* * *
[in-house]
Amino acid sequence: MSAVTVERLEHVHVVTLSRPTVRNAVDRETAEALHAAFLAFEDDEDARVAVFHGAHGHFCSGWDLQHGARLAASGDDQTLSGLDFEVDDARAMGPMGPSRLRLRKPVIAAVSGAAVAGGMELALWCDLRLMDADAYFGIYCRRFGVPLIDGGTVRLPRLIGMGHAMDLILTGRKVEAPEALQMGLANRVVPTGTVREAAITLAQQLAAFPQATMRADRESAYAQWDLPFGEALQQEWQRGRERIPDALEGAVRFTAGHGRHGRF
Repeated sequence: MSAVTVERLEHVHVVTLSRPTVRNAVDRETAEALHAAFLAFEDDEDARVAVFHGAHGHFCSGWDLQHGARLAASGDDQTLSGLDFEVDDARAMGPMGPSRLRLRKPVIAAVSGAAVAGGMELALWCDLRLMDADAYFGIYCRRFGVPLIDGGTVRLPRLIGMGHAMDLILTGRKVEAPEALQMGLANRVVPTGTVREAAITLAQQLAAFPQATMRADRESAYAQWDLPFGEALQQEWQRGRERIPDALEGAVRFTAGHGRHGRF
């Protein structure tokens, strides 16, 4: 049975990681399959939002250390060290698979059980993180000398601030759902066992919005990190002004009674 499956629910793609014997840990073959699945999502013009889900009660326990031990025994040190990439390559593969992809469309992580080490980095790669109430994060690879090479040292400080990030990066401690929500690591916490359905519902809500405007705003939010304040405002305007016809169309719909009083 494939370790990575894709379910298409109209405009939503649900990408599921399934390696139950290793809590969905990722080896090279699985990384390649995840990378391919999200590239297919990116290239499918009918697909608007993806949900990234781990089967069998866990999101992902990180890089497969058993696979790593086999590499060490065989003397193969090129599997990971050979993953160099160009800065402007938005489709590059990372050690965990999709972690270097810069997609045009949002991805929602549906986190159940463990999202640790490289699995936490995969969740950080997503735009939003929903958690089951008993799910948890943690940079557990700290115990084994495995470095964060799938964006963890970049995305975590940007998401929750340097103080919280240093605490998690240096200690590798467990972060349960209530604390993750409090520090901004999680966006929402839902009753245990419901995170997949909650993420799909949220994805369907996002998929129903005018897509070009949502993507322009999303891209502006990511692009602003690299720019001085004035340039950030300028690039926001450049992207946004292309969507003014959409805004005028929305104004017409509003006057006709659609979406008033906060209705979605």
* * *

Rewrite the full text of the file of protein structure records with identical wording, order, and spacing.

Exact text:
[in-house]
Amino acid sequence: MSAVTVERLEHVHVVTLSRPTVRNAVDRETAEALHAAFLAFEDDEDARVAVFHGAHGHFCSGWDLQHGARLAASGDDQTLSGLDFEVDDARAMGPMGPSRLRLRKPVIAAVSGAAVAGGMELALWCDLRLMDADAYFGIYCRRFGVPLIDGGTVRLPRLIGMGHAMDLILTGRKVEAPEALQMGLANRVVPTGTVREAAITLAQQLAAFPQATMRADRESAYAQWDLPFGEALQQEWQRGRERIPDALEGAVRFTAGHGRHGRF
Repeated sequence: MSAVTVERLEHVHVVTLSRPTVRNAVDRETAEALHAAFLAFEDDEDARVAVFHGAHGHFCSGWDLQHGARLAASGDDQTLSGLDFEVDDARAMGPMGPSRLRLRKPVIAAVSGAAVAGGMELALWCDLRLMDADAYFGIYCRRFGVPLIDGGTVRLPRLIGMGHAMDLILTGRKVEAPEALQMGLANRVVPTGTVREAAITLAQQLAAFPQATMRADRESAYAQWDLPFGEALQQEWQRGRERIPDALEGAVRFTAGHGRHGRF
């Protein structure tokens, strides 16, 4: 049975990681399959939002250390060290698979059980993180000398601030759902066992919005990190002004009674 499956629910793609014997840990073959699945999502013009889900009660326990031990025994040190990439390559593969992809469309992580080490980095790669109430994060690879090479040292400080990030990066401690929500690591916490359905519902809500405007705003939010304040405002305007016809169309719909009083 494939370790990575894709379910298409109209405009939503649900990408599921399934390696139950290793809590969905990722080896090279699985990384390649995840990378391919999200590239297919990116290239499918009918697909608007993806949900990234781990089967069998866990999101992902990180890089497969058993696979790593086999590499060490065989003397193969090129599997990971050979993953160099160009800065402007938005489709590059990372050690965990999709972690270097810069997609045009949002991805929602549906986190159940463990999202640790490289699995936490995969969740950080997503735009939003929903958690089951008993799910948890943690940079557990700290115990084994495995470095964060799938964006963890970049995305975590940007998401929750340097103080919280240093605490998690240096200690590798467990972060349960209530604390993750409090520090901004999680966006929402839902009753245990419901995170997949909650993420799909949220994805369907996002998929129903005018897509070009949502993507322009999303891209502006990511692009602003690299720019001085004035340039950030300028690039926001450049992207946004292309969507003014959409805004005028929305104004017409509003006057006709659609979406008033906060209705979605």